Hong Kong start-ups go global
A local design incubation programme is helping to cultivate talent in the artistic and cultural industries.
10 June 2022
Hong Kong people have an abundance of creativity, which is being manifested as start-ups continue to grow steadily across different sectors. The city has recently seen an enhancement in its incubation programmes and support systems, allowing nascent Hong Kong businesses to flourish.
To encourage more youngsters to enter the creative industries and help them turn their ideas into products and brands, the Hong Kong Trade Development Council (HKTDC) and Hong Kong Design Institute (HKDI), a Vocational Training Council (VTC) member institution, co-arranged the Incubation Programme and Mentorship Programme between December last year and February this year. The programmes included a series of informative workshops aimed at boosting local students’ creativity and entrepreneurial skills so they can develop their own designs and stay competitive in the market.
Support for start-ups
The Incubation Programme and Mentorship Programme included 10 practical workshops for 80 participating students who were encouraged to unleash their creativity and hone their entrepreneurial skills to help them stay ahead of the game.
Dr Dominic Chan, Founder and CEO of management consulting firm Decisive Consulting Limited, was a speaker at the Incubation Programme. He believes there is a very encouraging atmosphere in Hong Kong that supports start-ups, and that the young generation of entrepreneurs benefits tremendously from training and assistance provided by the government, industry, academia and research institutes.
“The entrepreneurship scene in Hong Kong is very different from 20 years ago,” Dr Chan said. “First of all, the market condition is now more favourable. There are more people entering the start-up industry and a variety of stakeholders backing the entrepreneurs, including the government, business and education sectors. Incubators also play an important role in assisting the start-ups.
“Second, there exist global standards for technology platforms such as smartphone operating systems and social media platforms. This presents the younger generation with more tools to start their own businesses at relatively low cost. However, this also means they face more fierce market competition.”
Dr Chan thinks the students who joined the programme demonstrated outstanding creativity but need to brush up on their business knowledge and skills when starting their own business.
“In the business world, you need to be creative and able to target the market pain points at the same time. Realising a creative business idea is always challenging. Before diving into the commercial world, they may want to team up with other suitable entrepreneurs and seek advice from experienced professionals.”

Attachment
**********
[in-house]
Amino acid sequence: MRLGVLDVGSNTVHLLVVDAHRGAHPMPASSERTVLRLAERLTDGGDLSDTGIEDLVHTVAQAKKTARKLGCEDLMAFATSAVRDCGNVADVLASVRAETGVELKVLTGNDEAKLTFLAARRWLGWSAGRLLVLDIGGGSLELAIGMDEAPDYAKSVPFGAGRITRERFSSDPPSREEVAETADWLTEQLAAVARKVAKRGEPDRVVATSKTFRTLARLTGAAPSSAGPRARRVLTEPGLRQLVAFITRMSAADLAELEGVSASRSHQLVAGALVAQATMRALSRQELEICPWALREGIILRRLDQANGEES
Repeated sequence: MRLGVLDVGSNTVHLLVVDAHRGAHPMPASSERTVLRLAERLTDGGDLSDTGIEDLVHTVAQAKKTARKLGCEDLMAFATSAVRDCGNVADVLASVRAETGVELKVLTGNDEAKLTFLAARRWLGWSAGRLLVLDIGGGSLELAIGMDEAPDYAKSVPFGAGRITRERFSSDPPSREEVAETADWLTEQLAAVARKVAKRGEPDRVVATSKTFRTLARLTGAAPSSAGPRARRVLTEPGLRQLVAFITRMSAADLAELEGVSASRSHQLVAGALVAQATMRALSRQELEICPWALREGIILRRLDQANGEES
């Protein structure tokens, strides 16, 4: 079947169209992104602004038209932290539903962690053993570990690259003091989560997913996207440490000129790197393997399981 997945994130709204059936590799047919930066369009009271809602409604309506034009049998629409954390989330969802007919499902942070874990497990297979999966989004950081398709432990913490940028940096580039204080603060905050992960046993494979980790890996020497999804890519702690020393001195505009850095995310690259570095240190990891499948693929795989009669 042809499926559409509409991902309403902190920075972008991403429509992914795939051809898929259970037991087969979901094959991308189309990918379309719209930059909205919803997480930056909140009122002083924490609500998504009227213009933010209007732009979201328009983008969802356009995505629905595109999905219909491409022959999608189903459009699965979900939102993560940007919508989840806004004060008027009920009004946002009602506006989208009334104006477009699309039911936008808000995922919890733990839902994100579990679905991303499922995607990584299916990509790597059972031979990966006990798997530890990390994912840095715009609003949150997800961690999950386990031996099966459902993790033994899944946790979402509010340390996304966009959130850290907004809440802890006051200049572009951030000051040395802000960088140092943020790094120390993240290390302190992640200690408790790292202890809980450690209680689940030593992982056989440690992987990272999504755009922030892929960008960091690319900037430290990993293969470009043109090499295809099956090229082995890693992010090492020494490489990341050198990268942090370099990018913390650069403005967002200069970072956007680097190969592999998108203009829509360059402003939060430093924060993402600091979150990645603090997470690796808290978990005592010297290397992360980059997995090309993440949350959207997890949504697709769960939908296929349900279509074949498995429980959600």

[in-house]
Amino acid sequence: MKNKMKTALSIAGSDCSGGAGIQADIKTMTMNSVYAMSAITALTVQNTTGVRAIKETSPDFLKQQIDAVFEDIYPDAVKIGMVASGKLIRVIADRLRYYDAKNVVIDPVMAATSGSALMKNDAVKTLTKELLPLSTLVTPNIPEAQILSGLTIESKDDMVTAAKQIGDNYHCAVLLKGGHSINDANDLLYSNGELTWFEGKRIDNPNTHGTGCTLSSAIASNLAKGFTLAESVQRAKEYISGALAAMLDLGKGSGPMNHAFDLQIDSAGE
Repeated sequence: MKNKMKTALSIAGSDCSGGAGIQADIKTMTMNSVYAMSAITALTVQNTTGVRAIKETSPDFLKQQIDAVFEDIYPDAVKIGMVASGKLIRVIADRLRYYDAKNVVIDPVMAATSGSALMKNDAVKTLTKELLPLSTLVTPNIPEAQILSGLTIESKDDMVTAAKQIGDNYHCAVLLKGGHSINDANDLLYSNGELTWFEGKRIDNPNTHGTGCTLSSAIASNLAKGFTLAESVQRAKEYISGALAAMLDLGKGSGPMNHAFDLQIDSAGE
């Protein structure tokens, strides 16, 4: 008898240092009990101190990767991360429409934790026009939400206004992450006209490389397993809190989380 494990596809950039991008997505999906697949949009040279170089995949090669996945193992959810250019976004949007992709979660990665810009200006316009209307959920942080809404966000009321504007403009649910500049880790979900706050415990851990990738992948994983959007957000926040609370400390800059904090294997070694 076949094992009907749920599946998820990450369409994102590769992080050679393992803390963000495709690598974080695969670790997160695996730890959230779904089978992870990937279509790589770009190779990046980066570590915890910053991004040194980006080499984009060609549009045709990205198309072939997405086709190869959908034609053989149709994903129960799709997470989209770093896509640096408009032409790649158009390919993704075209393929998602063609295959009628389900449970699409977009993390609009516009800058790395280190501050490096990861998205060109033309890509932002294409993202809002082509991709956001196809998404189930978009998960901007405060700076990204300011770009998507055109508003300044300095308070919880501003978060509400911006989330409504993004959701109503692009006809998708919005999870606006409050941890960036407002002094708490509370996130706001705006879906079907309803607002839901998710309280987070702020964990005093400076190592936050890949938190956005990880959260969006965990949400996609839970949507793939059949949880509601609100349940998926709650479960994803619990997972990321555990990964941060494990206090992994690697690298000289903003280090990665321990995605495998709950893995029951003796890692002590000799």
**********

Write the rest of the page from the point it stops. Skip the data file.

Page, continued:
He said participating students were very engaged during the workshop and worked diligently on the various problems and tasks he set them. “They demonstrated their creativity during group discussions and presentations. Some of the students did exceptionally well,” he said.
Dr Alex Lau, Partner at Hong Kong Intellectual Property Advisory Services Ltd (IPAS), also offered his encouragement to students. “They might be students and not SMEs [small and medium-sized enterprises], but getting a head start through this incubation programme allows them to learn about intellectual property rights at an early stage,” he said.
“HKDI students have very good ideas on comics, illustrations and even animations. This shows that Hong Kong isn’t short of creative talents. The key is how to transform these creative students into SMEs. Due to their limited business management knowledge, they will need help in seeking suitable teams and commercial partners.”
To find the best advertising and creative talents, KK Tsang, Founder of marketing services group The Bees, initiated a support scheme – the Start-up Incubation Programme – in 2019. Students have just five minutes to present advertisement plans with the winning team awarded as much as HK$1 million to bring their ideas to life.
Mr Tsang said: “A lot of large enterprises have their own training programmes, but the focus is firmly on training, whereas we provide the resources and capital to discover and nurture potential bosses. For example, we gave HK$600,000 to the winning team in 2019. This allowed them to set up an advertising agency specialising in social events. They are running the business well. We intend to keep investing to discover new talents in the creative industries.”
He also praised the endless creativity of HKDI students who took part in the incubation programme.